Dark, Melodic Synthscapes
Despite this only being Telepathe’s second full-length release, they are a group that has been around the block a few times. Touring with artists as diverse as Julian Casablancas, Diplo and the Faint, the experimental electronic rock band from Brooklyn, NY has also released a trio of EPs and a handful of remixes of other artists. Led by Busy Gangnes and Melissa Livaudais, the band finally returns after a six-year absence. The pair offers up 10 hard-edged, danceable and melodic tracks on Destroyer.
The album leads off with the slickly produced, darkwave influenced title track. Serving as the one of the first singles from the album, “Destroyer” has quite a bit going on in the mix. There is an aggressive electric drum-and-bass rhythm, simple yet engaging synth lines and chanted vocal work. The chorus does not have anything fancy going on, just a simple repetition of “Destroyer, Destroyer, Destroyer” underpinning the swirling synthesizers.
Meanwhile, tracks like “Drown Around Me” strongly resemble another big release from earlier in 2015, Lower Dens’ Escape from Evil. However, unlike the aforementioned Baltimore-based group, Telepathe are not afraid to take their electronic rock influences all the way back to the late ’70s and early ’80s. “Throw This Away” and “Slow Learner” are perfect examples of their preference for the dancier side of things.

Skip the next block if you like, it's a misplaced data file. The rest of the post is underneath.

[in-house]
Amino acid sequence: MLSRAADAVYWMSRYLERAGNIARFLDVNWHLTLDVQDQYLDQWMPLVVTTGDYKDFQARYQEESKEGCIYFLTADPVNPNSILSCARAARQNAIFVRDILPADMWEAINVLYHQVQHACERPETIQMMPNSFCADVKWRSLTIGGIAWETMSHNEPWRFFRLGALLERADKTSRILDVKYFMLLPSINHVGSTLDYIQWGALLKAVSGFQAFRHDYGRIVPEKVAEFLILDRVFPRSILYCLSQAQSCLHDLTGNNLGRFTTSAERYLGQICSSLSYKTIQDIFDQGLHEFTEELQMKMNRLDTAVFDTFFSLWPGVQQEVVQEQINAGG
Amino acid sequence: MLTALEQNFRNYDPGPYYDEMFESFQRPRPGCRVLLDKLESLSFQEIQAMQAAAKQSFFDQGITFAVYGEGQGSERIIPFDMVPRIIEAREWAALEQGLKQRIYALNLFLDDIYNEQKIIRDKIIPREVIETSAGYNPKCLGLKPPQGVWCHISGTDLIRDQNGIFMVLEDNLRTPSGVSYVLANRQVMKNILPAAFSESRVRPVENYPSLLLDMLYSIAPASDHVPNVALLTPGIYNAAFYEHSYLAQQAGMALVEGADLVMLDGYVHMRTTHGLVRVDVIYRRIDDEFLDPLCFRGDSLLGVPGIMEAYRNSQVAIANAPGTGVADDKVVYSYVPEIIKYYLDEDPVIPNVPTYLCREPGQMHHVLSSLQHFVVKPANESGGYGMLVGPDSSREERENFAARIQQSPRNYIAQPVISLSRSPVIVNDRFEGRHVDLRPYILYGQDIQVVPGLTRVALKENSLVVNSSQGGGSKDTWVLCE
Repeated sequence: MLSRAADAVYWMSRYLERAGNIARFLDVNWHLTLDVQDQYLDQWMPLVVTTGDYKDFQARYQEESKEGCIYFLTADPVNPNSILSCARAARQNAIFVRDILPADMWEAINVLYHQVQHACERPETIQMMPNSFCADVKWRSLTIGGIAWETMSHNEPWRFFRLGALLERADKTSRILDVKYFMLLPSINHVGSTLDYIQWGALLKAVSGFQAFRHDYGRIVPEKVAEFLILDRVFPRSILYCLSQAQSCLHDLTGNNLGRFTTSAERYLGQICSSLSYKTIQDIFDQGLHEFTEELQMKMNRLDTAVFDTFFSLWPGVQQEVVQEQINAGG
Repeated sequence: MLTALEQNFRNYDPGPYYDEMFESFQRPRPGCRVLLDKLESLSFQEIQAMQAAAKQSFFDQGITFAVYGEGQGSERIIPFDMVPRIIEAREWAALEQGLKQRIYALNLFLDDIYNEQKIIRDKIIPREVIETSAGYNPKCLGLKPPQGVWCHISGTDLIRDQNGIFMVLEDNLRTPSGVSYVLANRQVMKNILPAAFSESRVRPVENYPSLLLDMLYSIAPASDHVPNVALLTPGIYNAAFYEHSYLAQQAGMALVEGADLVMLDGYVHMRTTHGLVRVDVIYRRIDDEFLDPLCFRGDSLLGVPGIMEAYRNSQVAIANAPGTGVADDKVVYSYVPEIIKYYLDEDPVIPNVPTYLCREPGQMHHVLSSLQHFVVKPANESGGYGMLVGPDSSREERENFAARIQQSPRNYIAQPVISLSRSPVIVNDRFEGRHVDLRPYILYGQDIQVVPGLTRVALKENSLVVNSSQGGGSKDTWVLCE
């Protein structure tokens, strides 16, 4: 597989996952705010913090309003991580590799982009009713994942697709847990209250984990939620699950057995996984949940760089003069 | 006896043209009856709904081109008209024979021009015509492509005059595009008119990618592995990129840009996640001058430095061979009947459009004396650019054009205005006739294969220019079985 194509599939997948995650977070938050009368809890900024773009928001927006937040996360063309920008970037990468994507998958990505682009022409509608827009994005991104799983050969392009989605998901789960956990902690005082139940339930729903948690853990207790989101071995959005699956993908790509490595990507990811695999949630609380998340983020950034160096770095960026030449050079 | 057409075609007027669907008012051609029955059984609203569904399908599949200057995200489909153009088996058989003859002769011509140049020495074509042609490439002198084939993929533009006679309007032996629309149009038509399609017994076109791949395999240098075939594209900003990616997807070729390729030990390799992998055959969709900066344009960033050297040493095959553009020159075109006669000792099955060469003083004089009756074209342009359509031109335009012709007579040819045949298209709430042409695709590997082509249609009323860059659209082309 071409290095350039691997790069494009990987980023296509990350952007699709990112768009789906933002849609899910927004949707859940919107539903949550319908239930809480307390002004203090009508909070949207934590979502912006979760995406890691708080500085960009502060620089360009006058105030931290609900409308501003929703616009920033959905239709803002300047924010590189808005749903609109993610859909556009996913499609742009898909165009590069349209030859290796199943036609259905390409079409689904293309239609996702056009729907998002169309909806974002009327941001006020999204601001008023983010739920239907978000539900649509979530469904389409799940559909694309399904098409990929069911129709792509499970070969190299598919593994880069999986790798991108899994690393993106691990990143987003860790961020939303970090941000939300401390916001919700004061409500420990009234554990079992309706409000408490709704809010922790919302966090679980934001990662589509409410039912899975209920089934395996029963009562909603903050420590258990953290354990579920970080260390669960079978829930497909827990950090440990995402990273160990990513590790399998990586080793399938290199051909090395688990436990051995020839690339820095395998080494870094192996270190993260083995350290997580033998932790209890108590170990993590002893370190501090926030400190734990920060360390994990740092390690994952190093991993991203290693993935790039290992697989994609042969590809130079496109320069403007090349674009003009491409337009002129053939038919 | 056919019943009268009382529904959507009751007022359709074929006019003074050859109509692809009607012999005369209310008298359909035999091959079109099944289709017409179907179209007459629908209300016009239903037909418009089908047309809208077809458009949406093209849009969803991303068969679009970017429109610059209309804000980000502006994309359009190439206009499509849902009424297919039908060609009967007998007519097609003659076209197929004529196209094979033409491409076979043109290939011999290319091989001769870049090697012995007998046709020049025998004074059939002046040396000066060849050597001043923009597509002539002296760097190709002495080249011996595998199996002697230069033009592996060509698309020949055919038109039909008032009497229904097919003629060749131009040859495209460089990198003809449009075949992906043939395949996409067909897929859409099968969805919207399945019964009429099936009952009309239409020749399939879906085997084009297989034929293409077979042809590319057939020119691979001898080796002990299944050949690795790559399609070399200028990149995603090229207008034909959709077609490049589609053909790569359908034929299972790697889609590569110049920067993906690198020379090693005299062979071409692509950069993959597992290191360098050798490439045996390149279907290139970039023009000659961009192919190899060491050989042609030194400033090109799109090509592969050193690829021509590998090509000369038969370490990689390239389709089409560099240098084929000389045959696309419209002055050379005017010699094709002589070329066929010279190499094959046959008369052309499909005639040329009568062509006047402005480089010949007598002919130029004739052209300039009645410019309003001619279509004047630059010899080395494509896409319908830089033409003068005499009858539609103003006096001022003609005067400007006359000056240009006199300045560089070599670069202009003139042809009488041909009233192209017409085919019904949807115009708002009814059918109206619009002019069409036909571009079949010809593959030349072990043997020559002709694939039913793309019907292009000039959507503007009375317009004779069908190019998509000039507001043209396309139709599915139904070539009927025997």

“Night Spells” returns to the vintage dark post-punk sound heard on the opening track. In this instance, Telepathe keeps things a little less aggro, incorporating hauntingly echoing vocals that whisper out a soothingly appealing melody. “Hyper Ho” is an instrumental track tailor-made for late night drives in the city, and it is nicely placed to divide the two halves of Destroyer.
Telepathe’s emphasis is clearly on creating avante-garde soundscapes. There are moments, such as the choruses of “Destroyer” and “Fuck You Up,” that seem like lyrics were added as an afterthought. The lyrics are extremely simple; typically just a single chanted word or a pair of phrases repeated ad nauseum. The good news is they are never cringe-worthy or embarrassing. It’s hard to fault a band that creates such captivating instrumental sounds for not trying to lyrically emulate someone like Morrissey or Robert Smith.
Overall, Telepathe offer up a lot for their longtime fans to be excited about. The album is quite strong from front to back, with nary a weak track. The group smartly parsed the album to just 10 songs, opting to leave the filler out for B-sides, remixes or perhaps to be reworked on future releases.